8 Movement Games for Little Kids
Squirmy kids need movement to expend their energy. These games for little kids can get out the wiggles and teach them some great skills at the same time.
If you have squirmy children on your hands, playing movement games for little kids can help get out their wiggles and provide the entertainment they're looking for.
Movement games aren't just fun activities, though; they also help the development of their motor skills. "Play is the best way to help develop young children's large motor skills," says play advocate Meryl Neiman, a co-founder of Playdate Planet. "Once they can understand basic rules, children enjoy movement games, and they can be wonderful incentives for kids to get the physical activity their bodies need. For little ones, I recommend looking for low-key or non-competitive games."
Physical games can do more than just get the blood pumping, as well. "When it comes to children under the age of 5, imagination is key," says Mari Hughes, an owner of The Little Gym. "Following a set of strict rules and instructions will not keep the game going very long. Instead, by giving them a chance to use their minds and create, they will build up their cognitive skills, their social skills as well as their confidence and leadership skills."
With that in mind, here are eight fun and easy movement games for little kids:
Tag teaches your child how to capture things and navigate challenges using a little healthy competition, and there are many ways he can play. "You can try freeze tag and have children simply freeze in place until they are set free by the touch of another child," suggests Neiman. "Improvise with fun variations like requiring tagged children to do a number of jumping jacks or spins before rejoining the game."
- Tape Jumping
For this game, all you need is some tape! Lay out six to eight strips of tape on the ground about a foot apart. The object of the game is to see how far your little one can jump. Number the pieces of tape to help keep track. As she masters jumping all the strips of tape, add more for difficulty.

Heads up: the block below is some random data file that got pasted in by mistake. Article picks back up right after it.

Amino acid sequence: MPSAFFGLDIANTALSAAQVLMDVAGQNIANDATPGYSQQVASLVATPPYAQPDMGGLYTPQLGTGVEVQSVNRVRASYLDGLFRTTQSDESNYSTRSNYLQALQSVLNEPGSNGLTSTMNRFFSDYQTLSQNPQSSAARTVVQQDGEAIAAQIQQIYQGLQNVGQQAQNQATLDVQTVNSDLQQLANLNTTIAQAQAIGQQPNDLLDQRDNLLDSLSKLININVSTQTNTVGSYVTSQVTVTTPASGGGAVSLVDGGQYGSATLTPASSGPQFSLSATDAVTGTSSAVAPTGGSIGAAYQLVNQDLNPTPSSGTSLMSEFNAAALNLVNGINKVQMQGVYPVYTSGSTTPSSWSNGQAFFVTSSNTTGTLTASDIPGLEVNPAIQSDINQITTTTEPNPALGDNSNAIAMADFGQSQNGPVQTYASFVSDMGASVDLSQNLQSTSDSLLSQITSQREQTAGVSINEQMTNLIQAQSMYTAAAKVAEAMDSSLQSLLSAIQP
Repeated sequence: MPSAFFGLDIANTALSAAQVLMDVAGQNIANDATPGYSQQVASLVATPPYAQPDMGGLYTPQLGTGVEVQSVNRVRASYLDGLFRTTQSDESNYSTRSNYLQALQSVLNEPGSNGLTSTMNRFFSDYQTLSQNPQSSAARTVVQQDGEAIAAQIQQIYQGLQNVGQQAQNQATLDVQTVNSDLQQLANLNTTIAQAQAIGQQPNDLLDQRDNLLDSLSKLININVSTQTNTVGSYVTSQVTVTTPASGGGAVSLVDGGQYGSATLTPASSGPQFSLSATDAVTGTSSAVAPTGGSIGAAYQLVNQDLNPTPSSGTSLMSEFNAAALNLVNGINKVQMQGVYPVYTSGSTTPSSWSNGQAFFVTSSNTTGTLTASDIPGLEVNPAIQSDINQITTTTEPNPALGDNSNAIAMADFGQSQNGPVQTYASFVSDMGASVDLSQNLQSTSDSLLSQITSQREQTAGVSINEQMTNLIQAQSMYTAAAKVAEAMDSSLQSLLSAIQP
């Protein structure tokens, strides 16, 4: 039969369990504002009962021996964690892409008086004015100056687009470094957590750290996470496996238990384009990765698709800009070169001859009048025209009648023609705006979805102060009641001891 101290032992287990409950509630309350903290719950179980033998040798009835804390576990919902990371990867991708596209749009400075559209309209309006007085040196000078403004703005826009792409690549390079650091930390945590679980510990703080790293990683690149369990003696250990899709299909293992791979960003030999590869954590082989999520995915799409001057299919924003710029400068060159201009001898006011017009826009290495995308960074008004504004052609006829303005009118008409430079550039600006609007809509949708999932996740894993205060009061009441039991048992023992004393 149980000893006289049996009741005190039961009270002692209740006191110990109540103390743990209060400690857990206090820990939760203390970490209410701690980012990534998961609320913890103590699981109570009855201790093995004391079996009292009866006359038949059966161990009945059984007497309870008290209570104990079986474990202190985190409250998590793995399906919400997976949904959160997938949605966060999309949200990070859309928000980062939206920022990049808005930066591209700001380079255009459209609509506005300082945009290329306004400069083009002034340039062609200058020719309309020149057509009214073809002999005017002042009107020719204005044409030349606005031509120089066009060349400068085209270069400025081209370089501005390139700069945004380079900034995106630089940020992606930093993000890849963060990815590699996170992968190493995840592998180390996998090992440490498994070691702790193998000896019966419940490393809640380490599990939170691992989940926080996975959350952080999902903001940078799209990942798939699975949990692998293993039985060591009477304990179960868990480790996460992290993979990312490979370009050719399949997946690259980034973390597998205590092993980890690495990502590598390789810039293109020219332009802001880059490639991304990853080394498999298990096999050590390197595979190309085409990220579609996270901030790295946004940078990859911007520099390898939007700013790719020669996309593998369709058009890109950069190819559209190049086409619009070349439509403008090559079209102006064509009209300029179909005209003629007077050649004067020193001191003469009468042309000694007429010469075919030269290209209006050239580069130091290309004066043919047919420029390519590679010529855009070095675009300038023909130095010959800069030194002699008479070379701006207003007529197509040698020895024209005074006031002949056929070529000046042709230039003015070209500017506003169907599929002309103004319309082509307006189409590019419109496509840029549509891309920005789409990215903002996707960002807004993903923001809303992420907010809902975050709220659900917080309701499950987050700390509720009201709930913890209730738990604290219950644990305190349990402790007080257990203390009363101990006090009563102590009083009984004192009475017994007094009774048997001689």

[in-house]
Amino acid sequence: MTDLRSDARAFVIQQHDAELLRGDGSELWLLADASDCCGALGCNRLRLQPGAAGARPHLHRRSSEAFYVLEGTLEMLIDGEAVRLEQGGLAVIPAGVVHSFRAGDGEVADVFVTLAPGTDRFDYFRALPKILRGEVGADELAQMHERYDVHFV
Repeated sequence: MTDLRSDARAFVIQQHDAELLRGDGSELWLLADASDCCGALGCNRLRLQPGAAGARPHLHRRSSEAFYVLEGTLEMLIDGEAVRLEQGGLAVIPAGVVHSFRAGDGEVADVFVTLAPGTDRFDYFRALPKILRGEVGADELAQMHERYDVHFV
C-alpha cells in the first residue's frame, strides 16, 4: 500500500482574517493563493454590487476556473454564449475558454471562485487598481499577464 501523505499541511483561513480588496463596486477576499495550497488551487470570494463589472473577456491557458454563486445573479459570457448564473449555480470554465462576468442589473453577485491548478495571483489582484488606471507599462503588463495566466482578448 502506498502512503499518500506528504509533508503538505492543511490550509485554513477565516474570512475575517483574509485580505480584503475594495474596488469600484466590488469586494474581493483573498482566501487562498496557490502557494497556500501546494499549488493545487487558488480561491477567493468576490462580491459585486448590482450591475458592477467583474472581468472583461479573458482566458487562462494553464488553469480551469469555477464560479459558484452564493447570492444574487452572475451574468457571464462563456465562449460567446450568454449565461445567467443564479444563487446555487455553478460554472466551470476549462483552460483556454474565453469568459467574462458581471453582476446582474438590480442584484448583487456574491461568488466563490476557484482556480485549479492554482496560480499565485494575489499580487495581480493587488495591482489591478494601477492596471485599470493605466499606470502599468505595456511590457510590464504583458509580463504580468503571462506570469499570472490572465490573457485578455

Hopscotch is a classic on school playgrounds, and is "great for working on everything from balance and spatial perception, to fine motor skills drawing the board [to] executive functioning in planning your next move," says Neiman. Plus, it's great practice for number recognition!
- Puddle Jump
You don't need a rainy day to do some puddle jumping; all you need is a jump rope and some cups of water. In this game, two people swing an extra-long jump rope, and every other child holds two cups of water while they jump into the rope's jump space. After five jumps, they exit. After each child takes a turn in the jump rope, the one with the most water left in their cup wins!
- What Time Is It, Mr. Fox?
"To actively engage a 4- to 5-year-old for any length of time," says Hughes, "they need to be involved in the creation and running of the game." To play this game, the kids line up a good distance away from the player chosen to be Mr. Fox. The kids shout, "What time is it, Mr. Fox?" And "Mr. Fox" answers with a time of day. The kids then get to take that number of steps toward him. Hughes, however, suggests a twist: "When the kids are called over, the parent (or Mr. Fox) can implement the use of imagination by saying things like 'Take two elephant steps over,' or 'Take three steps like a mouse.' Kids love to pretend to be animals." The first player to pass Mr. Fox wins.
- Get Rolling
Rolling isn't only fun -- it also helps with the development of your child's brain and body coordination. Rolling horizontally helps assist in balance, linear movement, strength and understanding tactile space. Once your child has mastered turning over on a flat surface, take it outside and try rolling down a grass hill. The first one down the hill wins!
- Tissue Dance
This is a fun game that works on posture, body control, balance and concentration. Have everyone start by placing a tissue on their heads. When the music starts playing, everyone starts dancing. But be careful; don't let the tissue fall off your head! If the tissue hits the ground, you're out.
- Build an Obstacle Course
Kids at this age love to create. Hughes suggests giving them a bunch of big empty boxes, toilet paper rolls, paper towel rolls and markers, and sending them into a room to build an obstacle course. Step back and watch their problem-solving and planning skills soar. When they're done, they can engage the tricks of the obstacle course they just created
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